In a pinch, you could also use a well-marbled hunk of beef brisket, either high-quality grass-fed brisket (or really go all in and use wagyu brisket for the best marbling).

A whole “beef belly” is gigantic, as you might imagine, so working with a small hunk of short rib (around 1-2 pounds), or a slightly bigger brisket (3 to 6 lbs), is much more manageable at home anyway.

Short rib and brisket are some of the most flavorful beef cuts and are well-marbled, so they’re ideal for making beef bacon.

If you’re substituting lamb for beef, lamb bacon is usually made from a cut known as “lamb breast.”

Ingredients for Beef Bacon

The ingredients for beef bacon can vary based on your tastes, much like the ingredients for regular bacon.  At least, to an extent.

To make bacon of any kind you must have curing salts, regular salt, and sugar.  The sugar can be skipped if you really just can’t have any at all, but the flavor will suffer.  (Brown sugar and maple sugar are fine choices too, as a substitution.)

Beyond those basic three ingredients, you can add whatever spices suit your tastes.  Black pepper, paprika, or whatever you choose.

I actually really like to keep it simple, so that I can taste the actual meat, rather than just the spices.  I stick with just the three basic ingredients. 

The actual amounts are based on the weight of the meat, and you should weigh both the meat and all the ingredients in the cure.  Volume measurements like tablespoons can vary based on the actual ingredients you use, and a tablespoon of table salt is about 19 grams, and the same volume of fine sea salt is 15 grams…while diamond crystal kosher salt is only about 10 grams. 

That said, bacon is much less finicky than most cured meats since it’s not hung for years (like prosciutto) and it’s cooked before you eat it.  You don’t have to be absolutely exact with your measurements, at least not salt and sugar.  You do want to be pretty spot on when it comes to curing salt, as too much can cause problems.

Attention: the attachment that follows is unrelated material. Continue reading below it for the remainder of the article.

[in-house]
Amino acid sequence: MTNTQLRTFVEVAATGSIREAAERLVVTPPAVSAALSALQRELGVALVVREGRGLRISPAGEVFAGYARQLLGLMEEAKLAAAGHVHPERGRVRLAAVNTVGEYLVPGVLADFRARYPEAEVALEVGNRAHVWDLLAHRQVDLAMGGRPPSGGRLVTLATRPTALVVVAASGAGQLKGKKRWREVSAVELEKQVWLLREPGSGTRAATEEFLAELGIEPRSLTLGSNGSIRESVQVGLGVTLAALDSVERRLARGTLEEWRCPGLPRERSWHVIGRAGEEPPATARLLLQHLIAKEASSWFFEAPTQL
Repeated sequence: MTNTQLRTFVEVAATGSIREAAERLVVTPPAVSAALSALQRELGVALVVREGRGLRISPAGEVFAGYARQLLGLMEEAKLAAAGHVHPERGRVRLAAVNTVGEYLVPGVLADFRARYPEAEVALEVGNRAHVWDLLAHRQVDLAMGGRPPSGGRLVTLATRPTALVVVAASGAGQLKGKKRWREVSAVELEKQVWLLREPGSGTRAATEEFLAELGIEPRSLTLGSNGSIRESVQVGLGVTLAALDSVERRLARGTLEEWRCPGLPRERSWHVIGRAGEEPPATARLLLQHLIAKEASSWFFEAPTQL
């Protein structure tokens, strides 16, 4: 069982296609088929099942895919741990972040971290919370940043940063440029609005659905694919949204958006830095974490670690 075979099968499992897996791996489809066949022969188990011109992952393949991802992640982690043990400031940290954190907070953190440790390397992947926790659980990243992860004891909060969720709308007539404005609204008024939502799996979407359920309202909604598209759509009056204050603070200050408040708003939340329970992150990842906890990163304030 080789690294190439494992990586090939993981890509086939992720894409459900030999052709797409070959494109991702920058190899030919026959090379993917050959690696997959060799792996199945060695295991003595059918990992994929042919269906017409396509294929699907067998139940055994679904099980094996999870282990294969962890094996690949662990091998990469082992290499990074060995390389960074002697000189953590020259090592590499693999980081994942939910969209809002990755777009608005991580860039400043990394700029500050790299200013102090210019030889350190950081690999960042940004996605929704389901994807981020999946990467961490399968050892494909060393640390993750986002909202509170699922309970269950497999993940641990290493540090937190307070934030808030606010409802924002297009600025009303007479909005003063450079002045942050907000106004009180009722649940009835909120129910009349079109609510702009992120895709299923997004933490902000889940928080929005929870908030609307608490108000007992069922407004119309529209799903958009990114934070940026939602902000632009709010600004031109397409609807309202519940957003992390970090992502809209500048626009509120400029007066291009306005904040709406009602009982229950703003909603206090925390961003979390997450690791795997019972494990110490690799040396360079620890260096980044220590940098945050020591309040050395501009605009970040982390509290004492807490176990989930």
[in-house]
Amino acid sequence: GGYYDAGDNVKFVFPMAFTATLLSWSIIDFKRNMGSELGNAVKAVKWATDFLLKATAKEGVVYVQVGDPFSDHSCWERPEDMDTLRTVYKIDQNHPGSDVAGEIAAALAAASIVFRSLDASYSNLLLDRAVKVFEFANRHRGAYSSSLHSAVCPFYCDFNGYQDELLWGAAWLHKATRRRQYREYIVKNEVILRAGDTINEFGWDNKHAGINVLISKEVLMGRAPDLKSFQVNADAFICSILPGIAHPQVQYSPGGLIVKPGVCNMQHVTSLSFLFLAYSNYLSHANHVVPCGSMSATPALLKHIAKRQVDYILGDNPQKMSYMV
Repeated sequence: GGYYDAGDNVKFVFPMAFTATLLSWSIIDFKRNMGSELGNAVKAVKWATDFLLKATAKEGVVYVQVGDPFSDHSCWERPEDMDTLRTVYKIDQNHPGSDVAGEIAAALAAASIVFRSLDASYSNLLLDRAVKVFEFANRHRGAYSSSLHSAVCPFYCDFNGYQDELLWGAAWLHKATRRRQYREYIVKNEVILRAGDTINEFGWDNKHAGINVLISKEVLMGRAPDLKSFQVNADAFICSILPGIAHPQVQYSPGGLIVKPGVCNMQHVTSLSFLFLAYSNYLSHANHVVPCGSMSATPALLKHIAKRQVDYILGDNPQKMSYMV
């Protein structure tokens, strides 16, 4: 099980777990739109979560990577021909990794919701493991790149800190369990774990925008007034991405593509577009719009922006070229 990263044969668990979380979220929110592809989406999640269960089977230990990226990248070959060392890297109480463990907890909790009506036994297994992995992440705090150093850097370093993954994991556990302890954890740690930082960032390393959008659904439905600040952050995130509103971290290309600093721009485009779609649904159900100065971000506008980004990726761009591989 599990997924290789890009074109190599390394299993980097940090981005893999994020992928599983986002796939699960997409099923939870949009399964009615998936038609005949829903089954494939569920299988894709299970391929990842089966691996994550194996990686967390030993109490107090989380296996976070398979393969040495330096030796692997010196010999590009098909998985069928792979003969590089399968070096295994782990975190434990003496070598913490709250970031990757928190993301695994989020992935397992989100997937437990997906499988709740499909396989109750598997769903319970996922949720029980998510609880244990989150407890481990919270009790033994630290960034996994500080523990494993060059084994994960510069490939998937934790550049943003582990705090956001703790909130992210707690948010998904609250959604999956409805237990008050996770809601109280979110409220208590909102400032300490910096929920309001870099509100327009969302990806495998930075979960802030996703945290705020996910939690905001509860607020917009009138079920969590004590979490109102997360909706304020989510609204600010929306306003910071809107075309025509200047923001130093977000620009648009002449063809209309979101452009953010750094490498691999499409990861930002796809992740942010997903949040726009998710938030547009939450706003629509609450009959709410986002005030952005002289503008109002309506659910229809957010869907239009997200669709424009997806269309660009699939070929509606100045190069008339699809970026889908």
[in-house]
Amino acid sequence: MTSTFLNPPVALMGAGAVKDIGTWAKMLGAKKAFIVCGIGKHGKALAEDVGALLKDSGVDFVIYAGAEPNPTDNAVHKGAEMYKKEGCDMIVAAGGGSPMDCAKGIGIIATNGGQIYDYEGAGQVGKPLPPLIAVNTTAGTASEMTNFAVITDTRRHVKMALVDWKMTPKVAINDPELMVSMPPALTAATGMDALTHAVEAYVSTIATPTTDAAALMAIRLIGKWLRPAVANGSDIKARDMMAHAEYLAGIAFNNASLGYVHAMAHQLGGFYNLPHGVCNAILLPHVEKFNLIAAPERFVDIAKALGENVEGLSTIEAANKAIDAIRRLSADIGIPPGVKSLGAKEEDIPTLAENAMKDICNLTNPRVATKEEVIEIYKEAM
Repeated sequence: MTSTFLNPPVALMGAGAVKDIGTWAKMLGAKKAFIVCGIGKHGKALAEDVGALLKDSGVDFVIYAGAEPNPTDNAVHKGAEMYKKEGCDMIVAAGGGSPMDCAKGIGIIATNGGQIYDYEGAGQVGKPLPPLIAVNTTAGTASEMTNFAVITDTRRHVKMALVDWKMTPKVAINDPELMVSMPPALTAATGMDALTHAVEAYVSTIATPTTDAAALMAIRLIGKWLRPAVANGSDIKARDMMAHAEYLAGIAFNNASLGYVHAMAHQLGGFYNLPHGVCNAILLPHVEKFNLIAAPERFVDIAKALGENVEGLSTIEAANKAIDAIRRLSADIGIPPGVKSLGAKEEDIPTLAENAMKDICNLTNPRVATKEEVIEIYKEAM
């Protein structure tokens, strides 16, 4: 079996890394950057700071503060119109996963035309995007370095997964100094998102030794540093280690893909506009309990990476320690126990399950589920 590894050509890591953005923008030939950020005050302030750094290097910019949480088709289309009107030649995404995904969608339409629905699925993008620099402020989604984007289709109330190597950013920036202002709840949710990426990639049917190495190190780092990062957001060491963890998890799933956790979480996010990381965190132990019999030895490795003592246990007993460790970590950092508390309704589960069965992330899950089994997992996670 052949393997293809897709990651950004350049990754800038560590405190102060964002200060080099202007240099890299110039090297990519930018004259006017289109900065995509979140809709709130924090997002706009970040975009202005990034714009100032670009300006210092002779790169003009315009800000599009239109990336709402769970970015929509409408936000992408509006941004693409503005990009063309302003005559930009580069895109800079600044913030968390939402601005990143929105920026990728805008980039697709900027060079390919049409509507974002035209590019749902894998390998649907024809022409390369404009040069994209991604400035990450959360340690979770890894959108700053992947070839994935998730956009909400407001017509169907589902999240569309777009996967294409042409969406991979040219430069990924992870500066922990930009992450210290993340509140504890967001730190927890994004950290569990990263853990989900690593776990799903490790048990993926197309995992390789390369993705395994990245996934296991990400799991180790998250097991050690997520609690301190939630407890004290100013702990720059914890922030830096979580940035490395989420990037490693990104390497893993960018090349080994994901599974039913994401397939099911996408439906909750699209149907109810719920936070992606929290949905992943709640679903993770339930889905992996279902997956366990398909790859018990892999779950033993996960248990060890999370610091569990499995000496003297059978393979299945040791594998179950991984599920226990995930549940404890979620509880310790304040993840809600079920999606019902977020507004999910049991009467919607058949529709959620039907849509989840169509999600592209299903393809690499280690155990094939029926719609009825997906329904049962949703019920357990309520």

As a rough guide, for each pound of meat, you’ll want:

  • 1 Tbsp. Salt (fine sea salt)
  • 3/4 Tbsp. Sugar
  • scant 1/4 tsp Instant Cure #1

In this particular case, you can get away with approximations if you don’t have an accurate gram scale at home.  Provided you know the weight of your trimmed piece of meat.

If you want to do it the right way though, and you do have a scale, here are the finicky measurements for all the meat-curing nerds out there (like me).

For 5 pounds of trimmed meat (2270 g, or 2.27 kg), you’ll need:

  • 68 g Salt, or 3% weight of the meat (about 4 1/2 Tbsp. fine sea salt)
  • 34 g Sugar, or 1.5% weight of meat (about 3 scant Tbsp.)
  • 5 g Instant Cure #1, or .25% weight of meat (about 1 tsp.)

If you have a different weight of meat, just multiply the weight of meat (in grams) by the percentage used to get the grams of cure.  For 2 pounds meat (908 g), for example, multiply by 3% (or .03) to get just over 27 grams salt.

Do You Have to Use Curing Salts?

Salt and curing salt cannot be skipped, as that’s what cures fresh meat to cause it to become bacon.  It gives it a wonderful pink color, instead of the tan, grey, or brown that normally happens when you cook meat (beef or pork).  It also affects the flavor, and bacon just doesn’t taste like bacon unless it’s cured.

Lastly, it’s added for food safety.